Saturday, October 27, 2012

Chasing the Bowl?

Hello Everyone,
The Platform Sutra version of  'the bowl and robe event' is different than the koan story that we take up in the Gateless Barrier. To my ears, the Wu-Men version has an emotional truth that is compelling. Imagine chasing after a thief who has left with something, who has taken something that you hold true and dear. The thing stolen is essential to your life. It gives your life meaning and reason to live. (What is that, I wonder?) He has left under cover of dark with it and as soon as you realize that the next morning, you and your friends spread out and give chase to take it back with force if necessary. Night after night as the stars spin on their axis, from new moon to full and back again, you search and chase. Imagine how dearly you must hold that object which was wrongfully taken. At times, during the chase, you lack food and water and yet you press on. At some point, all the others turn back but you continue. Some days, you lose track of what you follow, but then, almost by mistake, you stumble on a hint of a trail again. It is like sesshin or a longer sitting retreat, isn't it? Sometimes you have a sense of what you are doing and at others you have lost all sight of the ancient path you are following. You, like the head monk, must care deeply about this path you are stumbling meet here, on this cold, wet and dark late October day. And the head monk does this not for a day or week but for 2 months.
       This attentive, single-mindedness is exactly what the Diamond Sutra Buddha was expressing when he said, 'give your full attention to what is right before you.' This is the 4th paramita, Virya. Virya means "the advancement of single minded spiritual vigor". This is adhering to what is right before you. Ming was fully attentive to the chase and you are fully attentive to mu, to Who Hears, to counting numbers. Each time you come back to your practice, each time you come back here, you are developing and strengthening virya. In a sense, virya is not something you do but something you are and become...a person with spiritual vitality. And with that development of virya on the cushion, we can more fully walk into our 'off the cushion' life and be guided and directed. This is how the head Monk was able to stay on track even when he had not a whiff of the trail for days on end. He was held by his intention and purpose. This is why an early morning practice is so very important. It can hold you through the day. Trust your early morning practice to guide you as you walk the day's path of your ever unfolding life. It shall if you will.
        And then, one day, perhaps suddenly, the Head Monk came upon the young layman who had taken off with the robe and the bowl that Bodhidharma gave to Hui-ko who gave it to Seng-t'san and so on to the present head of the temple. This is quite a moment, isn't it? The thing you have been single-mindedly pursuing for 2 months, for your entire life, is right here, in reach. Yet somehow, in all the work, the devotion, the aching, the sleeplessness; the letting mu do mu; something has been stripped away. When looking at the bowl and robe, you know intuitively--you don't want the representation! You want, need, desire, the thing itself.  You don't want a picture of food to fill your belly. You don't want a story about water to quench your own parched throat. You want mu to say mu. You want the sounds to sound you. Shivering and trembling, the monk Ming said to the young man, "I came for the dharma, not for the robe. I beg you lay brother---please open the way for me." Hui-neng said, "Don't think good. Don't think bad."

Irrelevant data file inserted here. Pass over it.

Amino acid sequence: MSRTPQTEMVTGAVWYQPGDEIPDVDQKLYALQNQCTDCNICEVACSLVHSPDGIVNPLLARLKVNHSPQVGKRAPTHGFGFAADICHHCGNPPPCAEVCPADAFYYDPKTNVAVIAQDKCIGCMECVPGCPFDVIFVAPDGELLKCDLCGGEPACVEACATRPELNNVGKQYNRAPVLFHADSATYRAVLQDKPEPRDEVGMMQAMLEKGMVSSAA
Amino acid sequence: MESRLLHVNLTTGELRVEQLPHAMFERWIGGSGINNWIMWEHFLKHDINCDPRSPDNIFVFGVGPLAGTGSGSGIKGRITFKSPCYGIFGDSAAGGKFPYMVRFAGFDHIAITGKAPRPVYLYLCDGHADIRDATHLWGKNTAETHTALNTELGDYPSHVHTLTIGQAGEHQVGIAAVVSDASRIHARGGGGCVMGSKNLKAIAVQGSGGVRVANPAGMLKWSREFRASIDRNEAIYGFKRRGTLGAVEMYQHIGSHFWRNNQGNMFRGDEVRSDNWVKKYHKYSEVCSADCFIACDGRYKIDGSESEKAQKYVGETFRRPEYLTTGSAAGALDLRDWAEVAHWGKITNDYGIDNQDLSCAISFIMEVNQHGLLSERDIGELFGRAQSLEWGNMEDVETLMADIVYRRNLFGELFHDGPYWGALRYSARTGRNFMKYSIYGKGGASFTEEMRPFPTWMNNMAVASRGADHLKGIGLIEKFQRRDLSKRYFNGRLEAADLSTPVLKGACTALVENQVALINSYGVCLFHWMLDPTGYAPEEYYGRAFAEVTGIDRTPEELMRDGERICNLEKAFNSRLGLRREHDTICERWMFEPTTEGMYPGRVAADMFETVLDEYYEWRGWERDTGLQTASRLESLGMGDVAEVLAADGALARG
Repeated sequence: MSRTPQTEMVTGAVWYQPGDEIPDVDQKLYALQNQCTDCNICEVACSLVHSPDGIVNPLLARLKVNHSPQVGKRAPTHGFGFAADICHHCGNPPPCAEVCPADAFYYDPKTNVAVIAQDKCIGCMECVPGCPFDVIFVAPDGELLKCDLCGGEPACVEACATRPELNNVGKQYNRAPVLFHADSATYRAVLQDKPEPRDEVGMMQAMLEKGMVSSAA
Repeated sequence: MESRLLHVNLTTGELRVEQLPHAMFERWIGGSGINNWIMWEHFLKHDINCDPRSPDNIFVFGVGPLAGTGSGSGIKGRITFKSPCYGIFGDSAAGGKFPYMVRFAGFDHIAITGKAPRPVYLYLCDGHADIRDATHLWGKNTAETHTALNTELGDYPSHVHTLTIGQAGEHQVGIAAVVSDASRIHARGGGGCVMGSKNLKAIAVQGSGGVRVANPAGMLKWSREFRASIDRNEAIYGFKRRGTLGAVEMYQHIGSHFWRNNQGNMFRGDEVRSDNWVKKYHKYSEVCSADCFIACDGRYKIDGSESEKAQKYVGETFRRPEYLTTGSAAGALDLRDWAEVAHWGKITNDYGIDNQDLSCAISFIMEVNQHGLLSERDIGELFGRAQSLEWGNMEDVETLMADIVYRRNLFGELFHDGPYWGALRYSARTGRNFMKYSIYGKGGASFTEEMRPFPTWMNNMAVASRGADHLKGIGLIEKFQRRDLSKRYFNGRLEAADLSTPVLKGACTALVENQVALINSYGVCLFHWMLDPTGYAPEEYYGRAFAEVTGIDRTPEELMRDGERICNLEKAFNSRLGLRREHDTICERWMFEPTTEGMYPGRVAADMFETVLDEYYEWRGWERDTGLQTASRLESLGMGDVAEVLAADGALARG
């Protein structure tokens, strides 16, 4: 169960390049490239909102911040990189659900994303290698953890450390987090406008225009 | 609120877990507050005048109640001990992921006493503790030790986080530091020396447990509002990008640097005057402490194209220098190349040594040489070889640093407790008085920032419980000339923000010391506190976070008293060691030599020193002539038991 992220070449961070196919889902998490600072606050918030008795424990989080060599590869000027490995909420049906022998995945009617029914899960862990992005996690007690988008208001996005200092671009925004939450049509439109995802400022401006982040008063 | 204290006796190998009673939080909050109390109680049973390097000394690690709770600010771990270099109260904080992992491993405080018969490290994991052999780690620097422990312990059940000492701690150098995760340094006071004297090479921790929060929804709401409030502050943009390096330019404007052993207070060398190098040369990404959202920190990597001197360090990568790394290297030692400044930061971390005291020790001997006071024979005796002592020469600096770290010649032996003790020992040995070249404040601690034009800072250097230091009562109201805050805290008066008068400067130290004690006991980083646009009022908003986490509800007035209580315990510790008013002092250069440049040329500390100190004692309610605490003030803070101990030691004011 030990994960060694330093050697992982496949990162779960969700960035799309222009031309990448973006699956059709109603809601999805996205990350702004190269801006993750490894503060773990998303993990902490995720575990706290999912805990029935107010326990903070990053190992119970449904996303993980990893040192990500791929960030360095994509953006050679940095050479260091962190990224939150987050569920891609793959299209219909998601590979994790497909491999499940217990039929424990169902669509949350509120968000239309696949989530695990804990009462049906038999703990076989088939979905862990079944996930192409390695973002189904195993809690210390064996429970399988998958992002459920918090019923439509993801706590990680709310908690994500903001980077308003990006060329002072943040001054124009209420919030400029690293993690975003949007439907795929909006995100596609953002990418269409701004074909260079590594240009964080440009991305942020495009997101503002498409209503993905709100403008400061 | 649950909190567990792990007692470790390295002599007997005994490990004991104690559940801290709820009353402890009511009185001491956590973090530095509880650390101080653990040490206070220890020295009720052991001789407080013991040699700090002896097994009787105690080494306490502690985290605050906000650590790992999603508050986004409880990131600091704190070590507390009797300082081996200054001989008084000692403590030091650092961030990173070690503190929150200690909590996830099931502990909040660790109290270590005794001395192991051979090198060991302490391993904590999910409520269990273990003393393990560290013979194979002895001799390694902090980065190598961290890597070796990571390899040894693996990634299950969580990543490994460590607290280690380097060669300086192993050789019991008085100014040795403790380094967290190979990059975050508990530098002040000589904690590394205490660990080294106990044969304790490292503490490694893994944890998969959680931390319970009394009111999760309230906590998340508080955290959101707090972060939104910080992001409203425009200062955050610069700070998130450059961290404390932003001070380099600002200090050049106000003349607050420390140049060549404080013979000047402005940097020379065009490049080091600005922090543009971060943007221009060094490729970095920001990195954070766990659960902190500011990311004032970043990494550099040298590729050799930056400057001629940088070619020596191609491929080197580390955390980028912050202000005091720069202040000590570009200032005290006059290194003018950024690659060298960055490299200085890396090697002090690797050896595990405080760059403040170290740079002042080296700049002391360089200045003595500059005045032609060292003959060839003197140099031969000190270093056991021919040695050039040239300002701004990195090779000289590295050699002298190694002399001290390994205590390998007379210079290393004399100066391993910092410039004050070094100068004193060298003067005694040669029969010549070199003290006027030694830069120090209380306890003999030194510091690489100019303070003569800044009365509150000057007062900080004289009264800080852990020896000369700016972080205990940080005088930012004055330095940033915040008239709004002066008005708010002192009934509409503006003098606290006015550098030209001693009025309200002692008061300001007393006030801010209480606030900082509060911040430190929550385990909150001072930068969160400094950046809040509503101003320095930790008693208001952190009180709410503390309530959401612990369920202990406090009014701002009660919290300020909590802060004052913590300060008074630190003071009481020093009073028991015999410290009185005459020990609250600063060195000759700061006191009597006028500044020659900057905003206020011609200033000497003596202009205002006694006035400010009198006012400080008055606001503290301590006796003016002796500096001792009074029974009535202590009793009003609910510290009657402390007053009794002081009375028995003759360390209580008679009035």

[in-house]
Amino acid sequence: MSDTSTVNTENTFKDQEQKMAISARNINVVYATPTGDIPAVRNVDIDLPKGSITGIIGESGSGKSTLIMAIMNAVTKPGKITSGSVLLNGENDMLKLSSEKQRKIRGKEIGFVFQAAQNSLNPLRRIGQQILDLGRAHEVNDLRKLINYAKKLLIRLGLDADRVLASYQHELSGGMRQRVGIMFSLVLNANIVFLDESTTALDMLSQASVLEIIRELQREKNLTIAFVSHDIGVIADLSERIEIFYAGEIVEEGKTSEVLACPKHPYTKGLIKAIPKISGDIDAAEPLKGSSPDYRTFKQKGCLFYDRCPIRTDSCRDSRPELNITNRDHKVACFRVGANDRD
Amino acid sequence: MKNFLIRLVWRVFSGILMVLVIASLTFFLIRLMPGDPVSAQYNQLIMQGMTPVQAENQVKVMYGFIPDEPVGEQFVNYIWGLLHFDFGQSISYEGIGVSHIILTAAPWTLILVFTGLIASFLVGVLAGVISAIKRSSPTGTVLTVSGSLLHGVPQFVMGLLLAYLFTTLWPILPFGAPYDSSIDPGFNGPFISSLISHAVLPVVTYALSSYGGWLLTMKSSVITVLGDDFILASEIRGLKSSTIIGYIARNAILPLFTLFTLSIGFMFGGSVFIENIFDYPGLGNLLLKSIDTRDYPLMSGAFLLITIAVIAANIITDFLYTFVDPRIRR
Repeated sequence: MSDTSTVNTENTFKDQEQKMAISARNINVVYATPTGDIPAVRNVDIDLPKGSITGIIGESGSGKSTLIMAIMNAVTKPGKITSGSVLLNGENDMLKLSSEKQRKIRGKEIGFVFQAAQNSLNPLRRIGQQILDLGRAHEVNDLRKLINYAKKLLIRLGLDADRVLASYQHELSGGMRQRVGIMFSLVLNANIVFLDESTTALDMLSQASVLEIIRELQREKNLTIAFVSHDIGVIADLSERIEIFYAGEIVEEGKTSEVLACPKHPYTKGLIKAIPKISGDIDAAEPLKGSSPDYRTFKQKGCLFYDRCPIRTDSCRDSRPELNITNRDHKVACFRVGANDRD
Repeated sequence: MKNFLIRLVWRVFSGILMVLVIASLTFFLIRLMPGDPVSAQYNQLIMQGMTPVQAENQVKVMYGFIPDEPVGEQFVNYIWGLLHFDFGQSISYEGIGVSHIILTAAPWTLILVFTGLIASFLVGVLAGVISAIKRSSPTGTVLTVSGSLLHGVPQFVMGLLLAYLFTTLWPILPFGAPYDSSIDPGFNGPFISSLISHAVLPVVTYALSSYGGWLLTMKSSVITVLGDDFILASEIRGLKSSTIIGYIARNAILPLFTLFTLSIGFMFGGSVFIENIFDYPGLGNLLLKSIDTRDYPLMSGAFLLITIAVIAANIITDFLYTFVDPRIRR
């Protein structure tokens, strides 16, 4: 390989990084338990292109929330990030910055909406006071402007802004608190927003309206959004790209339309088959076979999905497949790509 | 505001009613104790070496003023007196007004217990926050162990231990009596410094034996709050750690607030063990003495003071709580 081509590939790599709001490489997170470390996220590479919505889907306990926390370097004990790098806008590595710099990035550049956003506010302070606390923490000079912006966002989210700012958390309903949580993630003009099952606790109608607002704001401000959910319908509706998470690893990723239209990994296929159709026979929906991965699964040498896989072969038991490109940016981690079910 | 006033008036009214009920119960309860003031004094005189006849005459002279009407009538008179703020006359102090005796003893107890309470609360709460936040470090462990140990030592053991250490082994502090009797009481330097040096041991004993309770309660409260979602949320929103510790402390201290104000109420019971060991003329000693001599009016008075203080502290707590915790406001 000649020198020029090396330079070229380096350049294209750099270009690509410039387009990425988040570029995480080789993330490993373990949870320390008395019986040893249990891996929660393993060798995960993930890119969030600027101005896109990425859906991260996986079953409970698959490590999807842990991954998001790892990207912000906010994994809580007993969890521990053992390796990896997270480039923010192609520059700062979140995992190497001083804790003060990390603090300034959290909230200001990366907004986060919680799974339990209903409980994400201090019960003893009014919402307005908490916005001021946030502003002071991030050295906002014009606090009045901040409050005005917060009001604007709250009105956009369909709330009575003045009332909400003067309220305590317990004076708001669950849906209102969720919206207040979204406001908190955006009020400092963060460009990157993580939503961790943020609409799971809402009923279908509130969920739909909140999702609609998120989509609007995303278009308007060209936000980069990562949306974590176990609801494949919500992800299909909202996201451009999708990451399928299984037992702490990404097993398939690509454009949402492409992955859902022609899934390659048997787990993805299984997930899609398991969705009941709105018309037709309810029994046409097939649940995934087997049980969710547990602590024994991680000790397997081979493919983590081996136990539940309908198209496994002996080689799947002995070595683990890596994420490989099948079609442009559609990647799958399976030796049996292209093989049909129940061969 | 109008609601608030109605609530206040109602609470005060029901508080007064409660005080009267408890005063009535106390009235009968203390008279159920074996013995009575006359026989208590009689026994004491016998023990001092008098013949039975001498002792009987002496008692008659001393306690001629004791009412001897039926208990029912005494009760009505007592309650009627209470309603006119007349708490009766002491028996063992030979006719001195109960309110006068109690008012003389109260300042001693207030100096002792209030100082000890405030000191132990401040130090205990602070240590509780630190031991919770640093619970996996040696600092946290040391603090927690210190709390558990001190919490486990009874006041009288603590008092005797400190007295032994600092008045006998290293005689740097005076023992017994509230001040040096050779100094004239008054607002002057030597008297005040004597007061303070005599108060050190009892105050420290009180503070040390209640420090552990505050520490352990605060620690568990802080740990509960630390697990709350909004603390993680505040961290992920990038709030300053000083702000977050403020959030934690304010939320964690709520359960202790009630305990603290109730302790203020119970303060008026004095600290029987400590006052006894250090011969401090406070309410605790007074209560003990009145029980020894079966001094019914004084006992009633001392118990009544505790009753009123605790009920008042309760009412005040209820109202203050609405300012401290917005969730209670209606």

At this very moment--what is your original face before your parent's were born?


1 comment :

  1. PZC Discussion, Saturday Oct. 27

    Some notable aspects of this week’s meeting were our discussion of virya, “the advancement of single-minded vigor,” and how this is exemplified in life: we constantly return to practice, even off the cushion. This lead someone to recall the “dust is mirror/mirror is dust,” and we followed some twists of this saying through our minds. Are our daily jobs the dust, practice the mirror? We talked about suffering as arising from what ever interferes from practicing the dharma. As usual, we pulled from all available texts to weave the discussion – the sutra, the commentary, and Jack’s epistle – includes those texts we’ve woven into our own minds and hearts. We read from the three poems in the sutra; we shared our experience of reading the text, and discussed the difference between the “legend” of Hui Neng it portrays, and the “truth” of the biological human being (if there is any difference). In particular we were drawn to the anecdote about writing the gatha on the wall, and how “writing” (for the illiterate Hui Neng) becomes a way to see his mind/nature. We discussed his dilemma – should he show his mind, and risk being perceived as desiring power, of trying to show off his knowledge? This may encourage us to examine our own intentions, and we related this to our own discussions as a group – the different levels of comfort we feel with sharing, drawing attention to ourselves: is it selfish? Or can we make room for the necessity of ourselves/others to speak his or her or our thoughts, so to see and know our own mind and nature?


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